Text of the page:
Buoyed by a dominant defense that harassed Stanford’s quarterbacks all game, and an offense that seemed to grow stronger and more efficient as the game wore on, the Cougars (3-2 overall 2-0 Pac-12), felled No. 15 Stanford 42-16 to notch their first win over a ranked opponent since 2013.
PALO ALTO, Calif. – As the final seconds ran off the clock and the Washington State fans in the southwest corner of Stanford Stadium rejoiced, the magnitude of what the Cougars had just done began to sink in.
Buoyed by a dominant defense that harassed Stanford’s quarterbacks all game, and an offense that seemed to grow stronger and more efficient as the game wore on, the Cougars (3-2 overall 2-0 Pac-12), felled No. 15 Stanford 42-16 to notch their first win over a ranked opponent since beating No. 19 UCLA last fall.
The victory snapped WSU’s eight-game losing streak to Stanford that dated to 2007, when the Cougars beat the Cardinal in Pullman.
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It also marked the Cougars’ first win over a top-15 team since they beat No. 5 Texas in the 2003 Holiday Bowl.
But perhaps, more important, the win went a long way toward keeping the Cougars in the Pac-12 North race – something that looked improbable just a month ago, when WSU returned to Pullman from a tough loss at Boise State 0-2 on the year, plagued by issues on and off the field.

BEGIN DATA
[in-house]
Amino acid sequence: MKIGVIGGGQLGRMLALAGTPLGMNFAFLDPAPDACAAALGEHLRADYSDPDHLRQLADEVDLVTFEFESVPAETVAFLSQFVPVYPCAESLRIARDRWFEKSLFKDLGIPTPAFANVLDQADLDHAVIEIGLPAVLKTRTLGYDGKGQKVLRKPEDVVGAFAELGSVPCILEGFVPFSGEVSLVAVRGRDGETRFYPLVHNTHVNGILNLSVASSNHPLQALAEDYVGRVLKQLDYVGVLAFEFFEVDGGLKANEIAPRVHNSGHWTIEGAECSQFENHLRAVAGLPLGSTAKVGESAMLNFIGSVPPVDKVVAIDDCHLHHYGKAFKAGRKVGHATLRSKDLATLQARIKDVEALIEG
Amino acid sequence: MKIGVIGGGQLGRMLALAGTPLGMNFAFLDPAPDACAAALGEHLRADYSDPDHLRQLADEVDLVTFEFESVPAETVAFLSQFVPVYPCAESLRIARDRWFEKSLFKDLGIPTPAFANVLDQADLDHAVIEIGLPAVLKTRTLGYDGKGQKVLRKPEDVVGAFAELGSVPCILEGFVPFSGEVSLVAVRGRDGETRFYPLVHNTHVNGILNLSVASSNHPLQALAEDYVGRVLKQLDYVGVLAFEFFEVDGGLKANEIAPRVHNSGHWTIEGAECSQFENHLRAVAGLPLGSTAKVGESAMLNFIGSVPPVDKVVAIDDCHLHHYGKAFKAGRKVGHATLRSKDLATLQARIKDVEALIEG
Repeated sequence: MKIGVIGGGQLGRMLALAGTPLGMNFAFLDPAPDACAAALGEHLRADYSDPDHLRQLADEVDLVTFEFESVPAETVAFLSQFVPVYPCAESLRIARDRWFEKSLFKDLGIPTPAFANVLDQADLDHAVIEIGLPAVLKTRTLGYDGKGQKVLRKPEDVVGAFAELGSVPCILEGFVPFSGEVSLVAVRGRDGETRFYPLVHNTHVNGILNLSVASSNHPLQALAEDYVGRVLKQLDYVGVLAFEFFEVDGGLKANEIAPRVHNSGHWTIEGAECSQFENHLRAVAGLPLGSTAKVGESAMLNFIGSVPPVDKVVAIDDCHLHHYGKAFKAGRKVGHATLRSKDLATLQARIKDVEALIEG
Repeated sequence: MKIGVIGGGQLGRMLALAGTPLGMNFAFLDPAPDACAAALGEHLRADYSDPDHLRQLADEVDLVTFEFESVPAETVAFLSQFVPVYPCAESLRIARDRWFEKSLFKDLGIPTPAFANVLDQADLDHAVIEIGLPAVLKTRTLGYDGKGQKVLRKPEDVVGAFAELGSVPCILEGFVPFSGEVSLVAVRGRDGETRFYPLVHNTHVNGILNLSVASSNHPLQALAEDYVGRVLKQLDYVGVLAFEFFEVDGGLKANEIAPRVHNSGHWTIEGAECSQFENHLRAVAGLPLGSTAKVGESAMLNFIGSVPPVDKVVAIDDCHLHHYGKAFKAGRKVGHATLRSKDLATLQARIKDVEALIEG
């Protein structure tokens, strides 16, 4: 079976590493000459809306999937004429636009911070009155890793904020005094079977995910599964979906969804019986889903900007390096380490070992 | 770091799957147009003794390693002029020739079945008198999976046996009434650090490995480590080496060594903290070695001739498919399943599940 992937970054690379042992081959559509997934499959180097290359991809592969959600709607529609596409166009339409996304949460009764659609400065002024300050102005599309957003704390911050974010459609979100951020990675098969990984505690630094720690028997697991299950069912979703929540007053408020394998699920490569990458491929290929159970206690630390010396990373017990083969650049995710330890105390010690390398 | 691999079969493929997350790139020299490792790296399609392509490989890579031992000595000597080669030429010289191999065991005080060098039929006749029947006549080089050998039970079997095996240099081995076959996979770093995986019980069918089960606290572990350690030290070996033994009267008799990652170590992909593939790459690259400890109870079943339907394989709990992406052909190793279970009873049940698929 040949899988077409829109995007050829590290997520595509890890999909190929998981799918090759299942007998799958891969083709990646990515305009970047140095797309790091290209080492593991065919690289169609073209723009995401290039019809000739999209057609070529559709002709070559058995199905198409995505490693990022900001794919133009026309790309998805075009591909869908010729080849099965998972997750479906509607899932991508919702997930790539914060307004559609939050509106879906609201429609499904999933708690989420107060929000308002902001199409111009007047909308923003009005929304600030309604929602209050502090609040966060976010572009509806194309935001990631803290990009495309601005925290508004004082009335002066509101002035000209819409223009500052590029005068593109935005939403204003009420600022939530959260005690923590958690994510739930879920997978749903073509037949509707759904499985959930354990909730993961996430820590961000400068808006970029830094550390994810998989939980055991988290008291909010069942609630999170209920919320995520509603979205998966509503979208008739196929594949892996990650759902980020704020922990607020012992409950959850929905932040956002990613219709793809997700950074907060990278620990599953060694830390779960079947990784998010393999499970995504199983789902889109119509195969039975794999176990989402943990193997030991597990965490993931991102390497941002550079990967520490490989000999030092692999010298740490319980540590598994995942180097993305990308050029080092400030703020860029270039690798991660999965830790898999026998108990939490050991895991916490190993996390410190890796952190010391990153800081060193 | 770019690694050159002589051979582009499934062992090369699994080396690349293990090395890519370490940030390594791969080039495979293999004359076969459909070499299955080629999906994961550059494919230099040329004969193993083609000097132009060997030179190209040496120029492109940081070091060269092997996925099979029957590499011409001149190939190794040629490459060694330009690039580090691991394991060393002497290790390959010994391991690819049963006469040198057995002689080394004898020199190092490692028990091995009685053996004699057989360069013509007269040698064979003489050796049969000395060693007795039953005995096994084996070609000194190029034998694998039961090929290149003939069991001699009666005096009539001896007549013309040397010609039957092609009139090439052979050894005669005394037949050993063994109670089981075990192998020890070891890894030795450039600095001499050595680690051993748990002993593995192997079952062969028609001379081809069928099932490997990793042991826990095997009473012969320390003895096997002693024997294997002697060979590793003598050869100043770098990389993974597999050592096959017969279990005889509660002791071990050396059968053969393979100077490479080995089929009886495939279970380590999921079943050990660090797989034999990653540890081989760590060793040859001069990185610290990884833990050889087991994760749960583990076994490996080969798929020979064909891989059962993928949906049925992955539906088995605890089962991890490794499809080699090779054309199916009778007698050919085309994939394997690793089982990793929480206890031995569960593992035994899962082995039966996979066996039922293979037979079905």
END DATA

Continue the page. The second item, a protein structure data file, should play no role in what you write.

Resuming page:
Since then, however, the Cougars have won three-straight games and beaten Oregon and Stanford (3-2, 2-2) to keep pace with UW, standing undefeated in conference play at the top of the Pac-12 North.
“This one is up there,” said senior receiver Gabe Marks, when asked how this win against Stanford stacked up against some of the big victories the Cougs have put together in his career — last year’s wins over Oregon and UCLA, and the 10-7 win over No. 25 USC in 2013.
“Stanford has been among the best of the conference for a while now,” Marks said. “Since I’ve been here, they’ve been a powerhouse. These past two weeks have really been important for us as a team, and as players, to finally see the work pay off and realize our potential and what we’ve become and what we thought we would be. It took a couple of games to figure it out.”
After two big rushing performances in their last two games, the Cougars went back to the air against Stanford, with WSU quarterback Luke Falk completing 30 of 40 passes for 357 yards and four touchdowns, despite also throwing two interceptions.
But the ground game did just enough to keep the Cardinal guessing, with Jamal Morrow, Gerard Wicks and James Williams combining for 98 rushing yards and two rushing touchdowns.
“It kept (Stanford) honest,” WSU coach Mike Leach said. “And that’s something that, historically, we haven’t been able to do against a front like this. They try to get you one-dimensional. But we tried to have a lot of people touch the ball, and it’s worked out.”